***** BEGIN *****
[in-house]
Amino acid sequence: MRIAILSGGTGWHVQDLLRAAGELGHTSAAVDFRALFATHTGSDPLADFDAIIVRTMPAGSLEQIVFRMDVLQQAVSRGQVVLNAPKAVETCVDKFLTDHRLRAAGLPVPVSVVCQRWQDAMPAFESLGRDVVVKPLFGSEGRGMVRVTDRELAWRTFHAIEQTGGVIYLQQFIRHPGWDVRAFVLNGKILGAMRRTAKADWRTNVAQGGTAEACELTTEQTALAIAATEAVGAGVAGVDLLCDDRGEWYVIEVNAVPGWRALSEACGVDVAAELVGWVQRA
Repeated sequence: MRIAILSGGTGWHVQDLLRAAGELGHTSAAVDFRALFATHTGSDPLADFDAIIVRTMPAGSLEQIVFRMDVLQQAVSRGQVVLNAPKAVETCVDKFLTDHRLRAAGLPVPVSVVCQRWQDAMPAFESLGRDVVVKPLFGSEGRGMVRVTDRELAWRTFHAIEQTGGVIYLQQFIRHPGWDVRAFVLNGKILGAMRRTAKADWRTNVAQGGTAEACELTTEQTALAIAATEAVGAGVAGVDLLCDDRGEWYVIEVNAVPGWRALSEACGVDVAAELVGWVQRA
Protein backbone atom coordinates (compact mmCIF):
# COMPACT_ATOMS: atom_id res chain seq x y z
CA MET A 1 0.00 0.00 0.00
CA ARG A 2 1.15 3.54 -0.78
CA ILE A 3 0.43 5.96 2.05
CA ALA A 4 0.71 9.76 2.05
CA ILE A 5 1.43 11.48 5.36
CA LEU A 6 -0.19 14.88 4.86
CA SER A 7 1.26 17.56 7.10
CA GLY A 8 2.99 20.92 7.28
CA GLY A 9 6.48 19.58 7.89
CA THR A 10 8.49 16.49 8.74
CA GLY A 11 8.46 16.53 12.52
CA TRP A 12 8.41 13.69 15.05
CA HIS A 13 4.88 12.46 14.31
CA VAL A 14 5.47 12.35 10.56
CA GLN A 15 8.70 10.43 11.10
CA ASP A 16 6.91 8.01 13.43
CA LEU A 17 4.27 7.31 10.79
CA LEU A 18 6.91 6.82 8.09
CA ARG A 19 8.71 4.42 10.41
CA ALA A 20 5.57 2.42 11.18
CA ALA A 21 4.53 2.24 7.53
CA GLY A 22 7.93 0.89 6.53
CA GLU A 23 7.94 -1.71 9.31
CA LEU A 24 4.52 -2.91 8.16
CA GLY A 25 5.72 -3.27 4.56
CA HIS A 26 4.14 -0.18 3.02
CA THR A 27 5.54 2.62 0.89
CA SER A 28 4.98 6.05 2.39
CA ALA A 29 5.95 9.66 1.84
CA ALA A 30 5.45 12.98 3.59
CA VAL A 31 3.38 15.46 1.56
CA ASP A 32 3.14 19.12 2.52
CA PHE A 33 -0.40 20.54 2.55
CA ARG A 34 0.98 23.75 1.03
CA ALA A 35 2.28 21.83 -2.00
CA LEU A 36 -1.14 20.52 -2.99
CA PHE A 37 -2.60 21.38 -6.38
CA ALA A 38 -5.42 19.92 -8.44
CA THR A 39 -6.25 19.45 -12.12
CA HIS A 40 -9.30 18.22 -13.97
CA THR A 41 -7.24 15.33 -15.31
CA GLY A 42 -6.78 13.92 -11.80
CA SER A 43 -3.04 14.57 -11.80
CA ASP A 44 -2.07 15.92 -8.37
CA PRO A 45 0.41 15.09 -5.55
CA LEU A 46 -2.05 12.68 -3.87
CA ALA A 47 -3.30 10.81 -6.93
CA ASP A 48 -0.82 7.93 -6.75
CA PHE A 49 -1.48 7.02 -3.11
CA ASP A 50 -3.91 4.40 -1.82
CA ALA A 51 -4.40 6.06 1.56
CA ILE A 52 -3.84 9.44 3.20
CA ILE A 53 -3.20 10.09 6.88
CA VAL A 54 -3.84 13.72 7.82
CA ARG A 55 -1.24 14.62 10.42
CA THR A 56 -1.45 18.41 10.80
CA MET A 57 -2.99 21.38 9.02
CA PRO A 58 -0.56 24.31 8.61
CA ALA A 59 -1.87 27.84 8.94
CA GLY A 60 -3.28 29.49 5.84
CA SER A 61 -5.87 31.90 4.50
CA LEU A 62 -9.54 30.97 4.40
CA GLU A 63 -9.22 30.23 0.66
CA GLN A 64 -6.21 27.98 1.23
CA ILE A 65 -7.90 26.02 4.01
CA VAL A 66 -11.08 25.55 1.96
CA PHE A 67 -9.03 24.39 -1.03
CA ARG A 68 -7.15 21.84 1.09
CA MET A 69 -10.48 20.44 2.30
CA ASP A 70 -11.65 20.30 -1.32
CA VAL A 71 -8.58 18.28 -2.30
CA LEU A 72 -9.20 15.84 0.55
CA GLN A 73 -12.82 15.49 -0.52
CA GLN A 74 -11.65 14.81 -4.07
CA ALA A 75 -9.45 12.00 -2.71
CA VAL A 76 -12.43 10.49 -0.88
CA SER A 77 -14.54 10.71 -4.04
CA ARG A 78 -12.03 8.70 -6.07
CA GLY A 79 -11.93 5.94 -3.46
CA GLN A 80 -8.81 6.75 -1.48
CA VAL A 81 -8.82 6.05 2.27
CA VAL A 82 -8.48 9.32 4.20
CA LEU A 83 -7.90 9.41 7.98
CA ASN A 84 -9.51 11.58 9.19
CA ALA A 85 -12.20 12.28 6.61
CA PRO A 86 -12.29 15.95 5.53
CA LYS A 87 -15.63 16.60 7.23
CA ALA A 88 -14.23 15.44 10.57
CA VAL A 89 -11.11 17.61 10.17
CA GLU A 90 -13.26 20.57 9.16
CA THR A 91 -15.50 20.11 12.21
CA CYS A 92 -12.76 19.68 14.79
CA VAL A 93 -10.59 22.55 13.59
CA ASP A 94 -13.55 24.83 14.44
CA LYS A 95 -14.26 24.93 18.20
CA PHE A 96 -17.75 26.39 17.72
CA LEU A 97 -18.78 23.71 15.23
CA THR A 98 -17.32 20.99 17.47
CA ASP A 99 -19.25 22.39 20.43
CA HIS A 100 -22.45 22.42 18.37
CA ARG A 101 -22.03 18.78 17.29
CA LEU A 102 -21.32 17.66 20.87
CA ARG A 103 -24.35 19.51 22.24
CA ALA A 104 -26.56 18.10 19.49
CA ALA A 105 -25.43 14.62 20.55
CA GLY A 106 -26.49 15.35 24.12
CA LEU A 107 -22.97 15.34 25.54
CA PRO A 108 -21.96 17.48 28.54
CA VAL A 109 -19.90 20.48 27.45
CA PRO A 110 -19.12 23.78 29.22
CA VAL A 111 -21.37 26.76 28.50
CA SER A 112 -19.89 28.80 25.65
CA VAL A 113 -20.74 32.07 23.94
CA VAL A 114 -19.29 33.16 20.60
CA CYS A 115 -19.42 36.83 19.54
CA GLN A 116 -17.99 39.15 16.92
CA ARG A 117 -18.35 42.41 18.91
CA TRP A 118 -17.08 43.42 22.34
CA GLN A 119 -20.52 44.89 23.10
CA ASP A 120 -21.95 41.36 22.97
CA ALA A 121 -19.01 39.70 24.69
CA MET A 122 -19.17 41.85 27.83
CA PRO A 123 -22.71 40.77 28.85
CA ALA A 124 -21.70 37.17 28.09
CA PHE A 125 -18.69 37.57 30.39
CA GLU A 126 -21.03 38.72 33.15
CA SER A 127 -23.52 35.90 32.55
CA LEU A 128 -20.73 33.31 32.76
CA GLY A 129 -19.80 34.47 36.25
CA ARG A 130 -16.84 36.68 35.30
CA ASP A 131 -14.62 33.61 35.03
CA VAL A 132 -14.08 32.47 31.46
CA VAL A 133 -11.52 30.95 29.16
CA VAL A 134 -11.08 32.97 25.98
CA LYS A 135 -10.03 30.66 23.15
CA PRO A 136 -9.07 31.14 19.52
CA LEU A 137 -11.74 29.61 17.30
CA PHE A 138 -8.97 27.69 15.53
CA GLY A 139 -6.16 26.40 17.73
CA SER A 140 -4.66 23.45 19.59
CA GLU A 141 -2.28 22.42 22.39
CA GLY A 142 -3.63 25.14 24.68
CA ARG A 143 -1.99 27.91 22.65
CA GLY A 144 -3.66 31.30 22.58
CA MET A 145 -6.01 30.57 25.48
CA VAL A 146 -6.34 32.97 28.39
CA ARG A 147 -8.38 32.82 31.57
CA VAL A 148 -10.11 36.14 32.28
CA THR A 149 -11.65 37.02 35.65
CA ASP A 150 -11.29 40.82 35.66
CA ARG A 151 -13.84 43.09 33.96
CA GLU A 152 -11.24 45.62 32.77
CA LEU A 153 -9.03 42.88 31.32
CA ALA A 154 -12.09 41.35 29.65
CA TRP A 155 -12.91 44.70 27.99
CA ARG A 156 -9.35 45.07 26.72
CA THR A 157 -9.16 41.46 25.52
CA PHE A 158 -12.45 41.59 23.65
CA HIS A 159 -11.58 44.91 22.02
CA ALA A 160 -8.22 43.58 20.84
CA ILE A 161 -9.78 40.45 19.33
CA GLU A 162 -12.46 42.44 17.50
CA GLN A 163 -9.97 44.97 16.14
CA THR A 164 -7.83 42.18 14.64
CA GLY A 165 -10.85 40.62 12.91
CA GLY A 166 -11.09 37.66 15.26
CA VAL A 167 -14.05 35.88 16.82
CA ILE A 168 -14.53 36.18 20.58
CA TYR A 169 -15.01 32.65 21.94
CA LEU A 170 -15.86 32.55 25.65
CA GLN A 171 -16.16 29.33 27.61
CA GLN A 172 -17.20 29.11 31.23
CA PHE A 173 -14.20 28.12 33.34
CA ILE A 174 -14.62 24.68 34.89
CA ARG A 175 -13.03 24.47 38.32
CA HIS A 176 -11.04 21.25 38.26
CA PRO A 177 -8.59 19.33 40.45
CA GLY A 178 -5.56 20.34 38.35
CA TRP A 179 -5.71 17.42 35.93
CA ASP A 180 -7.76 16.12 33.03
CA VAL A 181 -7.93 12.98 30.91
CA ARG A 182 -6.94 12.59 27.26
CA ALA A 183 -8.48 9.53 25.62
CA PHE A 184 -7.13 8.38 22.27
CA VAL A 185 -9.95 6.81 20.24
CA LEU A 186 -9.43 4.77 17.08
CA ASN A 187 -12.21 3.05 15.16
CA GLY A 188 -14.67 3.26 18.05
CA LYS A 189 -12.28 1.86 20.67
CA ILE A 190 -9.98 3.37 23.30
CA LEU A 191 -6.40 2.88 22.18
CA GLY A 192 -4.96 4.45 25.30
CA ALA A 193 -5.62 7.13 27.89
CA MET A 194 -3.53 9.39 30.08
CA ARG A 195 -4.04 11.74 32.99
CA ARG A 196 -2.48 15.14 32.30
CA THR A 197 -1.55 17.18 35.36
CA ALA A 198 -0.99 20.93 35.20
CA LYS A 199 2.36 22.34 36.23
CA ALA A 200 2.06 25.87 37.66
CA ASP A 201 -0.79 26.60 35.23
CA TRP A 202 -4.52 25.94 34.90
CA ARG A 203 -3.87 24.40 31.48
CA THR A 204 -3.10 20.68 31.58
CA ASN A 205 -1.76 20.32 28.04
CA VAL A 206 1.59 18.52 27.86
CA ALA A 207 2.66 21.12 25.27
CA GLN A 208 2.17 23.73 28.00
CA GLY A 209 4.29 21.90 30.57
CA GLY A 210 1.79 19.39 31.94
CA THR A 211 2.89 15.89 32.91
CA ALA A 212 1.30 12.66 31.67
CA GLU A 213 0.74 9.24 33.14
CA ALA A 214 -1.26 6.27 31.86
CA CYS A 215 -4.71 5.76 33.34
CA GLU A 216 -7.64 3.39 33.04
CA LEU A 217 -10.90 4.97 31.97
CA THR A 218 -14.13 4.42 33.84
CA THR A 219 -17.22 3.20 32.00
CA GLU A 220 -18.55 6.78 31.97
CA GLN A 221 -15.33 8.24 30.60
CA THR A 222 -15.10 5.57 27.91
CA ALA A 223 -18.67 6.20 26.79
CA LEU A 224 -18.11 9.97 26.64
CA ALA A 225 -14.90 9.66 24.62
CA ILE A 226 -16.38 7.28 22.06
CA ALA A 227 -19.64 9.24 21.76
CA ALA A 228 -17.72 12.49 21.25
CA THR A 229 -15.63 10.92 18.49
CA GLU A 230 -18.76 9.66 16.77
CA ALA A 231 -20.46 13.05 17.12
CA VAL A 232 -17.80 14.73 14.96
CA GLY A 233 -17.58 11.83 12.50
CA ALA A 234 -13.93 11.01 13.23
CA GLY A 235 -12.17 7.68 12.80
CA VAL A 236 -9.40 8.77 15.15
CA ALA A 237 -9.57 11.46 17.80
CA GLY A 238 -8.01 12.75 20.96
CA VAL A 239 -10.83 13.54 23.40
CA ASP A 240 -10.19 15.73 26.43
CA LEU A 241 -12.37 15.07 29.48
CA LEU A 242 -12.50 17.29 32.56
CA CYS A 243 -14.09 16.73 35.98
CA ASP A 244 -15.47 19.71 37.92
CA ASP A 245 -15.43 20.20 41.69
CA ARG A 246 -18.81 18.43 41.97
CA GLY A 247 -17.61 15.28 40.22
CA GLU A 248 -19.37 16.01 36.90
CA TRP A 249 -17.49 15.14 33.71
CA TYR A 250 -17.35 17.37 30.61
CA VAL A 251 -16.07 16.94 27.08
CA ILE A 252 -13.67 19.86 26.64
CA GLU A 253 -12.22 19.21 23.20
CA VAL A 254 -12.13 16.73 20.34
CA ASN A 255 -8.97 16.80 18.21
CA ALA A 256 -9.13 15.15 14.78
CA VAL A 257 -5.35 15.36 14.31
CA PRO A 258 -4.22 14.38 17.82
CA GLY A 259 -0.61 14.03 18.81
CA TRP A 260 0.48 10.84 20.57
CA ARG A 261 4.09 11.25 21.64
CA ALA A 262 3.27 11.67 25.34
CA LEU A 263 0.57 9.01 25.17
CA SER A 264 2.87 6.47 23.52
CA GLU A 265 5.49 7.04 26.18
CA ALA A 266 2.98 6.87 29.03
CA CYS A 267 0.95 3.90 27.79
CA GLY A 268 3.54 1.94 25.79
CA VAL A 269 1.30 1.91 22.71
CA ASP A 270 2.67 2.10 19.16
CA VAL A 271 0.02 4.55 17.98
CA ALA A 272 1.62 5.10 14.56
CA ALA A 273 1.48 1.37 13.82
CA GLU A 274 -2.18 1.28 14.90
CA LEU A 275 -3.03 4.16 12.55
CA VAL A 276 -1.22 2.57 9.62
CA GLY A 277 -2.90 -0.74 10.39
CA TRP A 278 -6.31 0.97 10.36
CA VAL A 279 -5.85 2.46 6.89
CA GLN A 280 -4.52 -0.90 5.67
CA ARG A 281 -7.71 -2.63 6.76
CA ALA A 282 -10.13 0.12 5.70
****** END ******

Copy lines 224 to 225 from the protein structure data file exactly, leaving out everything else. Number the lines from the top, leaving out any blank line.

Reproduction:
CA THR A 219 -17.22 3.20 32.00
CA GLU A 220 -18.55 6.78 31.97